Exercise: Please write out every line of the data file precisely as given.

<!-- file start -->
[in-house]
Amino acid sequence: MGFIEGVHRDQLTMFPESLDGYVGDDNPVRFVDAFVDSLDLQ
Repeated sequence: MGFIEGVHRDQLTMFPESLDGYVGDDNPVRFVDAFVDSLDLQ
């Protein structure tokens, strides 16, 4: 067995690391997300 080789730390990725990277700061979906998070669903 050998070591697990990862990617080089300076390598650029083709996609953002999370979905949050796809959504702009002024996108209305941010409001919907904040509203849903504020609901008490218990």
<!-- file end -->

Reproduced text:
[in-house]
Amino acid sequence: MGFIEGVHRDQLTMFPESLDGYVGDDNPVRFVDAFVDSLDLQ
Repeated sequence: MGFIEGVHRDQLTMFPESLDGYVGDDNPVRFVDAFVDSLDLQ
């Protein structure tokens, strides 16, 4: 067995690391997300 080789730390990725990277700061979906998070669903 050998070591697990990862990617080089300076390598650029083709996609953002999370979905949050796809959504702009002024996108209305941010409001919907904040509203849903504020609901008490218990």